What Is Acting Anyways?

First I want to dig into the actual word “acting” because I strongly believe that words are intricate masterpieces. If one takes the time to study them they explain themselves. Let’s take our knowledge of the English language and find out what we can about acting from the word itself. If we dissect the word into syllables we see that it has two, act- and -ing. The first syllable, act-, tells us what kind of word it is. The second syllable, or suffix, -ing, tells us the tense. We can see here that this is a verb in the present tense. Verbs are action word, which means that they describe an action that has, is, or will take place. When I think of an action I usually picture someone doing something or moving in some way. It could be simple, like breathing, or complex, such as a summersault. The body is moving, muscles are contracting, and an action is taking place. So based on the previous text we can assume quite confidently that acting involves motion or movement.

Clearly what I just described is a very technical approach to the question, “What is acting?” however acting is not all technical, nor is it quite as simple as carrying out an action. It may also be emotional. The reasons behind the actions and the emotions being conveyed threw the actions are what make it acting. Sure there are different acting techniques, and yes there is often a script, but these are merely the building blocks actors use to create their characters and scenes.

Another extremely important part of acting is imagination. Acting is like one giant game of make-believe, and based on this definition no one acts more than children. A little girl might take on the role of a mother, changing her baby dolls diapers and cooking food on her play kitchen stove. When her mother comes in and attempts to address the situation as a childish game the girl might protest, “Quiet mommy, my baby is sleeping!” The mother, then understanding that her little girl is no longer a little girl but a mother herself, may ask, “May I hold your baby?” This simple act of playing along will nurture her daughter’s imagination and acting skills as she rocks the doll in her arms as carefully as she would a real baby.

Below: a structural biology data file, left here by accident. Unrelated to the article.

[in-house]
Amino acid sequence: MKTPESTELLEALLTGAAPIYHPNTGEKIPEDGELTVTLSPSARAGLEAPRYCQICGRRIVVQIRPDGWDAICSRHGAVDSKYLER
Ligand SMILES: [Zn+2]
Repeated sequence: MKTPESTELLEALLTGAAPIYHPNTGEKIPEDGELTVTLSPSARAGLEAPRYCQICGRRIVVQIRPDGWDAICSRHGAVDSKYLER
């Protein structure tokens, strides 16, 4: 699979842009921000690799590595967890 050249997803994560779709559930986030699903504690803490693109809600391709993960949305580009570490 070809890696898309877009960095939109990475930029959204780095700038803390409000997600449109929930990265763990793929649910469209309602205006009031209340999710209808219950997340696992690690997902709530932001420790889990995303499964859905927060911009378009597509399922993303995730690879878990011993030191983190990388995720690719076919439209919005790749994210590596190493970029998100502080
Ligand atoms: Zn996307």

The fact that actors are paid for spending hours on end playing make-believe is often one of the draws for adults looking into acting as a profession. However, once you have reached this point, it becomes a much more sophisticated game of make-believe. An actor will spend hours rehearsing a part so that they are sure to hit every note, remember every line, and not miss a single cue. They will also take time to strengthen their ability to empty themselves of their own thoughts, opinions and knowledge and allow the character to truly possess their entire being. Every action they make, every thought they have is based on the knowledge and mannerisms of the character they are portraying. Say you are cast as Belle by the Walt Disney Company. When you put on your costume and you walk on stage you are no longer yourself, you are Belle. You are in love with The Beast and you have a talking candlestick and clock for friends. You know nothing of the world outside of the classic fairy tale. You do not own a cell phone and you did not grow up with air conditioning, you deal with the heat and when you need to communicate with someone you do it in person or you write a letter. When someone asks you to take a selfie you cannot delve into your personal database of knowledge but must consider, does Belle know what a selfie is, and answer accordingly.

Of course, before an actor can get to the point of actually being cast they must first go through the audition process. How does an actor prepare for an audition? There are a few things an actor might do. They might read over the script for the show they are auditioning for, if it is available to them. If it is not they may at least look for a synopsis of the show so that they have a basic feel for what type of show it is. Is it a comedy, a drama, is their singing or dancing at any point? This will help those auditioning to pick appropriate musical pieces or monologs for their audition. They may also familiarize themselves with the casting director. If they know what his or her pet peeves are they can make an extra effort to avoid any during their audition.  Of course, practice is probably the most important thing an actor will be doing before an audition because, as the saying goes, practice makes perfect.

To sum it all up, acting is the professional form of playing make-believe. Some people play pretend and become the very thing they pretended to be as a child. A man may have spent his childhood running around with a plastic fireman’s hat on his head and a loaded squirt gun in his hand only to grow up to be a fireman. A little girl may have spent her afternoons in the kitchen cooking up new concoctions, pretending she was on a cooking show and that her mother was the judge, only to own her own restaurant later on in life. Actors don’t become what they pretended to be as other children do, rather they fall in love with the game itself and refuse to stop playing.


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